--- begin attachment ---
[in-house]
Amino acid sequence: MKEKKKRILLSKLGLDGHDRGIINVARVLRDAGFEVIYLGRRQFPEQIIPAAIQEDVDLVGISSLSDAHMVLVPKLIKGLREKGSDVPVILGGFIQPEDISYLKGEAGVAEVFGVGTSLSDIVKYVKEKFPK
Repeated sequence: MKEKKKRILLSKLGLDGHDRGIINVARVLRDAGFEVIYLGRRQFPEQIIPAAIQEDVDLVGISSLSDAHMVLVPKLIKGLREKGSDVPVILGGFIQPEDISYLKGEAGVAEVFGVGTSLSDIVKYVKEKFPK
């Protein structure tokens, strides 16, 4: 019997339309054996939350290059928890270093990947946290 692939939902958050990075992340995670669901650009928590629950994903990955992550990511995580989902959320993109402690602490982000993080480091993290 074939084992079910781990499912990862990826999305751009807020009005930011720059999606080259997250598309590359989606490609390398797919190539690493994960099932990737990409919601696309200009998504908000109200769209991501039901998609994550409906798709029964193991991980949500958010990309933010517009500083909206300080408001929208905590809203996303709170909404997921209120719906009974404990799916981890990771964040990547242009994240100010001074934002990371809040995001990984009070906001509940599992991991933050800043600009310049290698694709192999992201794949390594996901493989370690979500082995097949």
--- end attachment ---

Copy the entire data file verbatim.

[in-house]
Amino acid sequence: MKEKKKRILLSKLGLDGHDRGIINVARVLRDAGFEVIYLGRRQFPEQIIPAAIQEDVDLVGISSLSDAHMVLVPKLIKGLREKGSDVPVILGGFIQPEDISYLKGEAGVAEVFGVGTSLSDIVKYVKEKFPK
Repeated sequence: MKEKKKRILLSKLGLDGHDRGIINVARVLRDAGFEVIYLGRRQFPEQIIPAAIQEDVDLVGISSLSDAHMVLVPKLIKGLREKGSDVPVILGGFIQPEDISYLKGEAGVAEVFGVGTSLSDIVKYVKEKFPK
């Protein structure tokens, strides 16, 4: 019997339309054996939350290059928890270093990947946290 692939939902958050990075992340995670669901650009928590629950994903990955992550990511995580989902959320993109402690602490982000993080480091993290 074939084992079910781990499912990862990826999305751009807020009005930011720059999606080259997250598309590359989606490609390398797919190539690493994960099932990737990409919601696309200009998504908000109200769209991501039901998609994550409906798709029964193991991980949500958010990309933010517009500083909206300080408001929208905590809203996303709170909404997921209120719906009974404990799916981890990771964040990547242009994240100010001074934002990371809040995001990984009070906001509940599992991991933050800043600009310049290698694709192999992201794949390594996901493989370690979500082995097949």